TLS Config in Golang

Below is an example of how to generate a private key, private key, and the root CA certificate. Let us become a CA (Certificate Authority) by creating our CA private key, called rootCA.key openssl genrsa -des3 -out rootCA.key 2048 Now using that private key we can create our Root CA Certificate called rootCA.pem openssl req -x509 -new -nodes -key rootCA.key -sha256 -days 1825 -out rootCA.pem Let us now create the keys for our client (we will be using the rootCA above to generate these)
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A Few Notes on Go Versioning

Go follows semantic versioning, and on top of that makes a few assumptions based on which version you are on. Semantic Versioning (SemVer) Refresh Semantic Versioning looks like MAJOR.MINOR.PATCH. Eg 1.10.8 , or 2.12.8 Major patch signals a breaking change. For example if you have a package on 1.2.3 and you upgrade to 2.0.0. This signals that the API has changed from major version 1 => 2. You will have to update the way that you are using the package.
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Setting Up Dynamodb For Local Development

The finished project will be a go binary that will live in an AWS EC2 instance and speak to Dynamodb. I will be running my end to end tests locally and for this I want my code to speak to a locally running instance of Dynamodb; instead of speaking to AWS servers. I will accomplish this by using the amazon/dynamodb-local docker image. My application code will live in a scratch image, and will call into the amazon/dynamodb-local container.
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Laravel Middleware and Dependency Injection

TLDR; In Laravel, middleware is bound in a way that you may not access their constructor. The best way I have found is to bind whatever the input you want, to the DI container and add it a parameter to the middlewares __construct() method. The Scenario Disclaimer: This is not the way to do auth. I have created this scenario to closely resemble a situation I came across in real life.
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How I Created a Rate Limiting Proxy Middleware With Go

You have just released your shiny new API. With a cool data set that you intend to share with the world. Have you thought about rate limiting? What is Rate Limiting? Rate Limiting is where you restrict access to your service to a certain number of requests per timeframe, per client. Why Rate Limit? The most important reason is to prevent one user from making too many requests and hogging all the resource.
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Using Self-Signed SSL Certificates with Docker and Nginx

This tutorial is going to go through how I create and install self signed SSL certificates for my nginx docker images The set up Assuming I start with dir following directory structure - ssl-docker-nginx/ - nginx - logs/ - my-site.com.access.log - nginx.conf - site/ - index.html - docker-compose.yml site/index.html looks like… My Site My Site Nginx/nginx.conf looks like… events { worker_connections 4096; ## Default: 1024 } http { server { listen 80; server_name my-site.
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My Modern PHP Development Setup

tl;dr Use a Makefile and make good use of it Run everything in Docker Use CS Fixer To Adhere To Coding Standards Use PHP Stan Syncronise your team IDE’s with .editorconfig Use a Makefile and make good use of it Most developers use Makefiles, but very few use them effectively. Below is an example of my typical Makefile container=app up: docker-compose up -d build: docker-compose rm -vsf docker-compose down -v --remove-orphans docker-compose build docker-compose up -d down: docker-compose down require: docker-compose run {container} composer require require-dev: docker-compose run {container} composer require --dev run: docker-compose run {container} php index.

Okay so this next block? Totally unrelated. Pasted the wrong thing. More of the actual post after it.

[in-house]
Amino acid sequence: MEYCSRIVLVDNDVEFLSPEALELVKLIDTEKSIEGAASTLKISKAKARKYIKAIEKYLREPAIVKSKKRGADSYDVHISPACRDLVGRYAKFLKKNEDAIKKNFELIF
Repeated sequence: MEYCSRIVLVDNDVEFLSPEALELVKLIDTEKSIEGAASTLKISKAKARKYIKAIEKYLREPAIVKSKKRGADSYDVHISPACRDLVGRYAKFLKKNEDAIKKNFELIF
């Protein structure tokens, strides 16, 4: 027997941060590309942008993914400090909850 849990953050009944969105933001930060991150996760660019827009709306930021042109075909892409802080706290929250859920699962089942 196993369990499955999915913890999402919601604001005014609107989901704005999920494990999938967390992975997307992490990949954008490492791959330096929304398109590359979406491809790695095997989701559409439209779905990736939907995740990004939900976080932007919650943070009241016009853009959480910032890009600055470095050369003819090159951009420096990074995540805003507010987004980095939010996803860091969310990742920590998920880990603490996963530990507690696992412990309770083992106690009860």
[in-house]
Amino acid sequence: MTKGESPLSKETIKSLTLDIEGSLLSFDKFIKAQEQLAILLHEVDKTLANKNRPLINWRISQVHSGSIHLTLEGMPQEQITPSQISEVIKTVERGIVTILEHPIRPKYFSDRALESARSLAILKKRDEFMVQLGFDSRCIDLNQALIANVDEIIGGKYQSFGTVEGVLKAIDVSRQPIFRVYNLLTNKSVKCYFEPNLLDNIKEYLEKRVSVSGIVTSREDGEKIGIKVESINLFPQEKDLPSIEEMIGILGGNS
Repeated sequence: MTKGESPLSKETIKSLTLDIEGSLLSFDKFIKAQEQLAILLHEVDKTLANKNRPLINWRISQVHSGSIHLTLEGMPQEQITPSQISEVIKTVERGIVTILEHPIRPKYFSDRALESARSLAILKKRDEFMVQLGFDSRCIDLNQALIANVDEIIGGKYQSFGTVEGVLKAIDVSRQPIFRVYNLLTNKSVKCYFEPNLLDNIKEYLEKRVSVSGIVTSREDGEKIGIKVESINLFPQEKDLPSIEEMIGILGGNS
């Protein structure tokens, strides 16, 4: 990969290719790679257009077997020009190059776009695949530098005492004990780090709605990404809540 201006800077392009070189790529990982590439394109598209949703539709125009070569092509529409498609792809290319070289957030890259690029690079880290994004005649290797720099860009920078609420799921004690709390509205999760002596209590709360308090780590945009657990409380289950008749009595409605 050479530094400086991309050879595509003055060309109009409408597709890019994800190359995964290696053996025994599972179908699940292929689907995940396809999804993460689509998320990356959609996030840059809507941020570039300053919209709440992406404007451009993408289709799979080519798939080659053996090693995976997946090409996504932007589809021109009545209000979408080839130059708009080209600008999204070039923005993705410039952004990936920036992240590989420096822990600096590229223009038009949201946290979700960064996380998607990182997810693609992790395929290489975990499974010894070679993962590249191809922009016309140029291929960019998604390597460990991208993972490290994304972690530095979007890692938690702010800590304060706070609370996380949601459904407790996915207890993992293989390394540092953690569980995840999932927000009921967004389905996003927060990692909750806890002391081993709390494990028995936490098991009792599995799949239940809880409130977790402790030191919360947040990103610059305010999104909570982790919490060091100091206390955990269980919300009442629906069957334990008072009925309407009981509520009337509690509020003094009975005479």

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Go Concurrency Design Patterns - Generator

For me the biggest challenge in concurrent programming is making sure all the “jobs” have been ran, and that all channels are closed in a respectable manner. To help with this we have design patterns. I will be going through all of the ones frequently implemented in golang. Today is the simplest of the bunch. The Generator. The Generator pattern works best when you have a pre-defined set of “jobs” that need to be ran in a concurrent manner.
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Efficient Logging in AWS Go Lambas

I have been working with Golang Lambdas for around 6 months now and one of the main problems, we have encountered over the development lifecycle is reporting and observability. Lambdas do not run constantly like code on traditional servers. Instead they are only spun up when needed and kept “warm” until they are no longer needed and then spun down. To diagnose problems, it is important that we have plenty of information going into the logs such as unique run ids, and lots of information about which part of your code is getting run.
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How I build Go lambdas

I have been writing go lambdas for about six months and I have learnt a thing or two during that time. Below is an example of a lambda that sends an email, I will attempt to explain some of my design decisions. The architecture of this repo looks like; handler/ handler.go handler_test.go mail/ mail.go mail_test.go vendor/ // dependencies glide.lock glide.yaml main.go Glide for Dependency Management One of the first things I do when beginning work on any kind of go application is to set up glide.
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